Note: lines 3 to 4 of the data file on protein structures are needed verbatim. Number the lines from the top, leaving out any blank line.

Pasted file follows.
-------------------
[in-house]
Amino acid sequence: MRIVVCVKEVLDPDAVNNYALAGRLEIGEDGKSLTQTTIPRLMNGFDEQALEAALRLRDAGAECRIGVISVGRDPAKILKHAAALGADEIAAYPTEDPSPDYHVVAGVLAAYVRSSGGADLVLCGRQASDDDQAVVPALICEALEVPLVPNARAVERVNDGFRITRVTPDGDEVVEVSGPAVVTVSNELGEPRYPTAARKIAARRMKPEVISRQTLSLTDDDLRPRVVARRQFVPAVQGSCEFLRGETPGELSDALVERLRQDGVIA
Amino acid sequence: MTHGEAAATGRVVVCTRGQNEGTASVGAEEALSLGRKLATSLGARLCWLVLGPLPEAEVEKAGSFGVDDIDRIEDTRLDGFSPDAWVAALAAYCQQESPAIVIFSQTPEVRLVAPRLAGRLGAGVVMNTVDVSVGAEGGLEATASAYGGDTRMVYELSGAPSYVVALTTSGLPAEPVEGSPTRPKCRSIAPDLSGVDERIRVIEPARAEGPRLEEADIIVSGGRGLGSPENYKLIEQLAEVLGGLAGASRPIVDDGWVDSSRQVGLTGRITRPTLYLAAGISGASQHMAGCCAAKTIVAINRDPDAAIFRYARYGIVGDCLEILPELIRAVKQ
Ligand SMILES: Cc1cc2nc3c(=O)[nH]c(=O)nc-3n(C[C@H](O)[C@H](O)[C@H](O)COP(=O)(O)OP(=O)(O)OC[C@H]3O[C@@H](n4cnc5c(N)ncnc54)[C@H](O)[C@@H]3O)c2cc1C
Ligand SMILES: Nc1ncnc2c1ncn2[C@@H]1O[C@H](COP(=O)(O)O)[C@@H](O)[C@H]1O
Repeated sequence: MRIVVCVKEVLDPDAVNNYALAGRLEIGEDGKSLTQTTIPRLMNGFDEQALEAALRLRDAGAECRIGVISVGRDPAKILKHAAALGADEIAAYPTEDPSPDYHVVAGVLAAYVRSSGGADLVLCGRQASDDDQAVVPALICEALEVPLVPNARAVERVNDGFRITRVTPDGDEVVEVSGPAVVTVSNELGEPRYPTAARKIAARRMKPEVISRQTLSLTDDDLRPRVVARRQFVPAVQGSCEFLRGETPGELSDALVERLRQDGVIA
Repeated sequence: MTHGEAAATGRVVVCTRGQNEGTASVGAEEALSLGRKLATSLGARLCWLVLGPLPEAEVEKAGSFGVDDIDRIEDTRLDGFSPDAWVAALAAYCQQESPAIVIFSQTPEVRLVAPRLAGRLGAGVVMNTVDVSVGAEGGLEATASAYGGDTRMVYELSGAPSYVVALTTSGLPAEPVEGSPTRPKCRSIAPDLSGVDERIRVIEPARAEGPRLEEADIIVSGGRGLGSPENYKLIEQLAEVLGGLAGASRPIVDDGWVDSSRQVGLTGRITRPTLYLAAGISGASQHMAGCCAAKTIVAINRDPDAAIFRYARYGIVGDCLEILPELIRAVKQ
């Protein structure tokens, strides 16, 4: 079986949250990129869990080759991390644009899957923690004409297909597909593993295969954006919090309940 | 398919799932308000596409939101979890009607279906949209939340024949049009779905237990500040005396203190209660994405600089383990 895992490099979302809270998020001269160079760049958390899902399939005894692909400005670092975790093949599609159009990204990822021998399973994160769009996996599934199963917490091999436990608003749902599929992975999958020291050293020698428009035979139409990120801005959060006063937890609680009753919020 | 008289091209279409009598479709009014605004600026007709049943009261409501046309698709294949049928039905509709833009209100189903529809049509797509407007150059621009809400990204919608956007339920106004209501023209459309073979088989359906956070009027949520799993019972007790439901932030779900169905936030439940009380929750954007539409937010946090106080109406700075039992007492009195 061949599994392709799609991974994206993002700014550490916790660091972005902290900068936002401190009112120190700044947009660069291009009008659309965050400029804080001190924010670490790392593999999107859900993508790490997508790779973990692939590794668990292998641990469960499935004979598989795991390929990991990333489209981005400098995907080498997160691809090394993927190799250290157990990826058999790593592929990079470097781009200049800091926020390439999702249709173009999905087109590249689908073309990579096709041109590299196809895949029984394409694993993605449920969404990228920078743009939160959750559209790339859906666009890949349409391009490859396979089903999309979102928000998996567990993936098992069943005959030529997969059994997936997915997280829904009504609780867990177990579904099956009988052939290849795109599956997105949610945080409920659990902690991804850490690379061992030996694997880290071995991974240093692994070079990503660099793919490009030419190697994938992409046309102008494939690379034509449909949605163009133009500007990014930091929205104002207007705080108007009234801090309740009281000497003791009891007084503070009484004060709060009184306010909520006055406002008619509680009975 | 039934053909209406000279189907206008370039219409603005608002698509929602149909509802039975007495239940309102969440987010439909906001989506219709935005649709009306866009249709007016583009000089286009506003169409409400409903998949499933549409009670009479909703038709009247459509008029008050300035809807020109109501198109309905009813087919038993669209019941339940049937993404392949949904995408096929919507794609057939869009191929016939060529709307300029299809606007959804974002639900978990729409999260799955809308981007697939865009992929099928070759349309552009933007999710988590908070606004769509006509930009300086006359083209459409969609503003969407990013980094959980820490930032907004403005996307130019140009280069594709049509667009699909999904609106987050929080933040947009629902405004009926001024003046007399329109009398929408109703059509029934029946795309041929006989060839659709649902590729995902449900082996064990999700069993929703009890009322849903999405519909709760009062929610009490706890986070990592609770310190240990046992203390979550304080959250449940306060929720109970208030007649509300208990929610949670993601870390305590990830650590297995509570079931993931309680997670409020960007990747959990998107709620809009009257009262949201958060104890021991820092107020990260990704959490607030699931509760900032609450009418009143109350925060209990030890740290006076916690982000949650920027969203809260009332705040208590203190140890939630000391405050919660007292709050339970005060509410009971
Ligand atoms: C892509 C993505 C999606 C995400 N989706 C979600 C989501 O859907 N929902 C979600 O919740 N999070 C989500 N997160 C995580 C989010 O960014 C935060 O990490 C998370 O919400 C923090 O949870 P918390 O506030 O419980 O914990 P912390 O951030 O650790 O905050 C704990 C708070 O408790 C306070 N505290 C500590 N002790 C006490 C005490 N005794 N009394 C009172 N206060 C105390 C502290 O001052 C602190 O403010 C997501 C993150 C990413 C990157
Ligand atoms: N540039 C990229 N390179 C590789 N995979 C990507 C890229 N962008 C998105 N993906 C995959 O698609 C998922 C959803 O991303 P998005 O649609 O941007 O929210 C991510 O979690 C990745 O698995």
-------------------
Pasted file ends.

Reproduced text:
Amino acid sequence: MTHGEAAATGRVVVCTRGQNEGTASVGAEEALSLGRKLATSLGARLCWLVLGPLPEAEVEKAGSFGVDDIDRIEDTRLDGFSPDAWVAALAAYCQQESPAIVIFSQTPEVRLVAPRLAGRLGAGVVMNTVDVSVGAEGGLEATASAYGGDTRMVYELSGAPSYVVALTTSGLPAEPVEGSPTRPKCRSIAPDLSGVDERIRVIEPARAEGPRLEEADIIVSGGRGLGSPENYKLIEQLAEVLGGLAGASRPIVDDGWVDSSRQVGLTGRITRPTLYLAAGISGASQHMAGCCAAKTIVAINRDPDAAIFRYARYGIVGDCLEILPELIRAVKQ
Ligand SMILES: Cc1cc2nc3c(=O)[nH]c(=O)nc-3n(C[C@H](O)[C@H](O)[C@H](O)COP(=O)(O)OP(=O)(O)OC[C@H]3O[C@@H](n4cnc5c(N)ncnc54)[C@H](O)[C@@H]3O)c2cc1C